The year is 1983. As a teenager, I’ve waited for months for one of my all-time favorite books, The Outsiders by S.E. Hinton, to be released on the Big Screen. Attending one of the first showings became an obsession.
Now, to refresh your memories, The Outsiders had a teen heartthrob-studded cast: Patrick Swayze, Matt Dillon, Ralph Macchio, Rob Lowe, Emilio Estevez, Leif Garrett, C. Thomas Howell, and Tom Cruise. But even this hunkfest did not make the movie live up to my love for the novel.
I think this was the beginning of a recurring pattern for me. For the most part, I have found the movies based on the books I thoroughly enjoyed to be a disappointment. I don’t believe it’s the producer’s, director’s, or actor’s fault. I think it’s simply hard for the big screen to capture all the nuances a book can. A book can take you inside the character’s mind. A movie has to try to show you what they are thinking or feeling. Not to mention, the actors chosen seldom resemble the characters in my imagination.
There are exceptions to this situation. I have thoroughly enjoyed the Hallmark’s Love Comes Softly series based on Janette Oke’s books. Even the annoying actor/actress changing of key characters in the various installments of the series did not ruin the storyline of these very well-done movies.
I also loved the Lord of the Rings trilogy. While I missed the exclusion of some of my favorite parts from the books, I knew there would be no way to include everything Tolkien had written in his volumes. I believe went in with different expectations. I was not disappointed by the amazing special effects or the incredible acting.
It appears there will be no end to books making from the page to the stage. According to Mid-Continent Public Library’s database , there are over 1,250 books which have made the leap since 1980, and these books have produced everything from Mrs. Doubtfire to Who Framed Roger Rabbit to A Beautiful Mind.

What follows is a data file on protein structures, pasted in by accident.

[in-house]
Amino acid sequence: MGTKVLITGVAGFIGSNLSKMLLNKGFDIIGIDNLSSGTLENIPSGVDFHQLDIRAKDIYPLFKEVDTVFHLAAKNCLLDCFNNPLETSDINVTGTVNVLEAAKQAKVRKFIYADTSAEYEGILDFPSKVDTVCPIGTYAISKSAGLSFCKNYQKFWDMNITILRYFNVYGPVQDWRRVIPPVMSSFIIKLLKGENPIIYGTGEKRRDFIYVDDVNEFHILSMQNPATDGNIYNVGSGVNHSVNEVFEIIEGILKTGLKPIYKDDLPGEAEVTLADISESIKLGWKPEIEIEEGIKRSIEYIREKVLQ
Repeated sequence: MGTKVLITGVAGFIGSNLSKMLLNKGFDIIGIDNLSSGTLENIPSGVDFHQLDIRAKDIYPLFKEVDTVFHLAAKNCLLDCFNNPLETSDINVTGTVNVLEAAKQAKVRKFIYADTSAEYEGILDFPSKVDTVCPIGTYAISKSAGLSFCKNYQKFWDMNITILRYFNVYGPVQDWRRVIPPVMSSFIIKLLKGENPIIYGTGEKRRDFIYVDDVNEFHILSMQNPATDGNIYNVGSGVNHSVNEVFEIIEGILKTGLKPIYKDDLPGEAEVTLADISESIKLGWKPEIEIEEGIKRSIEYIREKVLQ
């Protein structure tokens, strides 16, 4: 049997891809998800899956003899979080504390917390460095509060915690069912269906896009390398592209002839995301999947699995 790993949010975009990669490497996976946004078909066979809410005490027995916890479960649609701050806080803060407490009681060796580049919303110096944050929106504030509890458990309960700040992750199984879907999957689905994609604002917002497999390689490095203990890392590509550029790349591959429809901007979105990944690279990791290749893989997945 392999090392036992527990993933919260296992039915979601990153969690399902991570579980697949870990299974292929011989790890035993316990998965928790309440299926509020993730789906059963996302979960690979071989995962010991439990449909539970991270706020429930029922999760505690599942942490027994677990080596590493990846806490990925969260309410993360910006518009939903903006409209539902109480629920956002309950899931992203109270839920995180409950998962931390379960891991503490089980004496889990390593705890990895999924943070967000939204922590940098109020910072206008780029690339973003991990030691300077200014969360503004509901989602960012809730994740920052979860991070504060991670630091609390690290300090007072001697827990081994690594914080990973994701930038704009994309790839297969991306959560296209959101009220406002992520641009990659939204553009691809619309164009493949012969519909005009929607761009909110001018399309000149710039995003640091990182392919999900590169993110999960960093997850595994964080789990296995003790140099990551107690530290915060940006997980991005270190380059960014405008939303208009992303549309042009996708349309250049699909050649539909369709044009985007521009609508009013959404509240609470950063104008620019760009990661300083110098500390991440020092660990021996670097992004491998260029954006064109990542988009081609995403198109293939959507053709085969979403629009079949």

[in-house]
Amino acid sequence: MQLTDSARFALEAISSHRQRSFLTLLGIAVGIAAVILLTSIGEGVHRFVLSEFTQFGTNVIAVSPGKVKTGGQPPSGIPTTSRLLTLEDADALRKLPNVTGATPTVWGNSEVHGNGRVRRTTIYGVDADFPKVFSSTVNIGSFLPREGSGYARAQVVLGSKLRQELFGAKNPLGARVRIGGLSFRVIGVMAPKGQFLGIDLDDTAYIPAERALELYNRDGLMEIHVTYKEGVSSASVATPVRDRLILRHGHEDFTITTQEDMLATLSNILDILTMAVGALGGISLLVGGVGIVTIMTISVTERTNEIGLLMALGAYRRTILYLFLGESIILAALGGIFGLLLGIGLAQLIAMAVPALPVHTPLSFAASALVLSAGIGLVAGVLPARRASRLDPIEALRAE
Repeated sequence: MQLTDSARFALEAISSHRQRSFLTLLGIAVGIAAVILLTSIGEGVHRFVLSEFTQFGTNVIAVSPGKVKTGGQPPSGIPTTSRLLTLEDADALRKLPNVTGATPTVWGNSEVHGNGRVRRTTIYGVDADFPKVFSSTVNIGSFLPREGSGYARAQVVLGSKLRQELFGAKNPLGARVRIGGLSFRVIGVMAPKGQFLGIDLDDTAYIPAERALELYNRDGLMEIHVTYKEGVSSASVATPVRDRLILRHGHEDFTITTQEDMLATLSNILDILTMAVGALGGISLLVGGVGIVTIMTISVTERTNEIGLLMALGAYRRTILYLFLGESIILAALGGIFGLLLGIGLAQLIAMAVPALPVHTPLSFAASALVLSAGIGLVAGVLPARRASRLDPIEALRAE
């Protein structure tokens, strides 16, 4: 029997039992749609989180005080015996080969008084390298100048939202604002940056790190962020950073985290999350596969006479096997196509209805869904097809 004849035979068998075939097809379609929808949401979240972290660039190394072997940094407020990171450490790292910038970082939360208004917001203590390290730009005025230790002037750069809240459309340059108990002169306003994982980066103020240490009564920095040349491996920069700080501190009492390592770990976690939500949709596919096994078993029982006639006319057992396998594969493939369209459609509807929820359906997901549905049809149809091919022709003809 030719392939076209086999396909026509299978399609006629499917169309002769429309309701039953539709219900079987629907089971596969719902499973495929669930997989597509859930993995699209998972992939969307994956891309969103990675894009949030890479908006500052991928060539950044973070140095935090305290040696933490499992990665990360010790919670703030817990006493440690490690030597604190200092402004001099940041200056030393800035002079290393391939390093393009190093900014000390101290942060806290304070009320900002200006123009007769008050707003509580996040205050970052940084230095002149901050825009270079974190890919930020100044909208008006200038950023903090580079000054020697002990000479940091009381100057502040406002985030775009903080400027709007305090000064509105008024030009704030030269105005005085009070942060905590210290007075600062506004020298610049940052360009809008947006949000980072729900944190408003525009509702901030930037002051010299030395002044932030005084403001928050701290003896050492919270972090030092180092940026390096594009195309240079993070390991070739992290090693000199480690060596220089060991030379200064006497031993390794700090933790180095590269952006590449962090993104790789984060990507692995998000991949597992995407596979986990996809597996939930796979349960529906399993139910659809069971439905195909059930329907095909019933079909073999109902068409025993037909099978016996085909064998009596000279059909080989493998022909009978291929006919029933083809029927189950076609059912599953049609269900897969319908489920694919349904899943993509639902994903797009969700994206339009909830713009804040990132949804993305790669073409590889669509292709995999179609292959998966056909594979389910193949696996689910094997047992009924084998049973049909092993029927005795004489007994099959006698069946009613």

Out of curiosity, I went in search of a best and worst list. I found one at Reel News and Reviews. The following is their opinion of the worst and best movies which were based on books.
1. “The Bonfire of the Vanities,” by Tom Wolfe
2. “North,” book by Alan Zweibel
3. “The Island of Dr. Moureau (1996),” book by H.G. Wells
4. “The Hitchhikers Guide to the Galaxy” book by Douglas Adams
5. “Eyes Wide Shut,” book by Arthur Schnitzlerby
6. “Cheaper By the Dozen (2003),” book by Frank B. Gilbreah
7. “Beowulf,” book by Anonymous
8. “Beloved,” book by Toni Morrison
9. “Sphere,” book by Michael Crichton
10. “A Time to Kill,” book by John Grisham
1. “The Shawshank Redemption,” book by Stephen King
2. “The Princess Bride,” book by William Goldman
3. “Misery,” book by Stephen King
4. “Jurassic Park,” book by Michael Crichton
5. “A Christmas Story,” book In God We Trust, All Others Pay Cash by Jean Shepherd
6. “Fight Club,” book by Chuck Palaniuk
7. “The Lord of the Rings Trilogy,” books by J.R.R. Tolkien
8. “Blade Runner,” book Do Androids Dream of Electric Sheep by Phillip K. Dick
9. “The Bridges of Madison County,” book by Robert James Waller
10. “The Notebook,” book by Nicholas Sparks
See anything missing from one of the lists in your opinion? My teenage daughter pointed out they are sadly lacking in some of the recent adaptations from young adult literature such as Holes, Eragon, and Because of Winn Dixie. (She didn’t say which list she’d put any of those on.) And I’d be hard pressed not to add To Kill a Mockingbird or Gone With the Wind to the best list–even if the books are still better.
So, let’s talk about what would be on your best and worst lists? Would you agree with any of the ones listed above? Which films surprised you that they’d come from a book? Why do you think some books make the leap more successfully than others?
As for me, after reading the larger database list, I realized that as long as I haven’t read the book first, I truly love a lot books that have become feature films, and I have one book I’d love to see on the big screen someday.